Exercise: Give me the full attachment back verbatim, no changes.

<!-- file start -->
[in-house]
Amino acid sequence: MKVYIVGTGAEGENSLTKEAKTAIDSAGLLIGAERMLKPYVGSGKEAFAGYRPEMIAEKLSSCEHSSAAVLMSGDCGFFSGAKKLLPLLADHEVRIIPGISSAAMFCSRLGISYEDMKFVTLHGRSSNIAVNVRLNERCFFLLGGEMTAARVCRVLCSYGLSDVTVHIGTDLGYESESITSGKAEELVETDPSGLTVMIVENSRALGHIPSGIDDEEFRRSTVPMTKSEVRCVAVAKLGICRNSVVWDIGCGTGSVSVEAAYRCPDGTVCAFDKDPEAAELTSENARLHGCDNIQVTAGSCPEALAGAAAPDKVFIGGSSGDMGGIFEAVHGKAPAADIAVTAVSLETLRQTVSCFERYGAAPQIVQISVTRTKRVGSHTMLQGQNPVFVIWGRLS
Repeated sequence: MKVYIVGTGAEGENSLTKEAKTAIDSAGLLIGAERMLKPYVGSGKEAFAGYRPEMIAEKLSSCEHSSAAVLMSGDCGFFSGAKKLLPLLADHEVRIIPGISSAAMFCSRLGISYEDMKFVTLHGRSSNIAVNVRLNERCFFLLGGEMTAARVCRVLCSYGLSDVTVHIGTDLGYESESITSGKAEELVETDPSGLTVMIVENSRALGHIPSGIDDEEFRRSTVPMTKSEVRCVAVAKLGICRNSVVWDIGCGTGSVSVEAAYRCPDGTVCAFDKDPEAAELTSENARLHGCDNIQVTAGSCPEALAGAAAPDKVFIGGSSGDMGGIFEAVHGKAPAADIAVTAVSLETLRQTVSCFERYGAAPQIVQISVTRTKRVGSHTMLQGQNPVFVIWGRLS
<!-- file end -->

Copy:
[in-house]
Amino acid sequence: MKVYIVGTGAEGENSLTKEAKTAIDSAGLLIGAERMLKPYVGSGKEAFAGYRPEMIAEKLSSCEHSSAAVLMSGDCGFFSGAKKLLPLLADHEVRIIPGISSAAMFCSRLGISYEDMKFVTLHGRSSNIAVNVRLNERCFFLLGGEMTAARVCRVLCSYGLSDVTVHIGTDLGYESESITSGKAEELVETDPSGLTVMIVENSRALGHIPSGIDDEEFRRSTVPMTKSEVRCVAVAKLGICRNSVVWDIGCGTGSVSVEAAYRCPDGTVCAFDKDPEAAELTSENARLHGCDNIQVTAGSCPEALAGAAAPDKVFIGGSSGDMGGIFEAVHGKAPAADIAVTAVSLETLRQTVSCFERYGAAPQIVQISVTRTKRVGSHTMLQGQNPVFVIWGRLS
Repeated sequence: MKVYIVGTGAEGENSLTKEAKTAIDSAGLLIGAERMLKPYVGSGKEAFAGYRPEMIAEKLSSCEHSSAAVLMSGDCGFFSGAKKLLPLLADHEVRIIPGISSAAMFCSRLGISYEDMKFVTLHGRSSNIAVNVRLNERCFFLLGGEMTAARVCRVLCSYGLSDVTVHIGTDLGYESESITSGKAEELVETDPSGLTVMIVENSRALGHIPSGIDDEEFRRSTVPMTKSEVRCVAVAKLGICRNSVVWDIGCGTGSVSVEAAYRCPDGTVCAFDKDPEAAELTSENARLHGCDNIQVTAGSCPEALAGAAAPDKVFIGGSSGDMGGIFEAVHGKAPAADIAVTAVSLETLRQTVSCFERYGAAPQIVQISVTRTKRVGSHTMLQGQNPVFVIWGRLS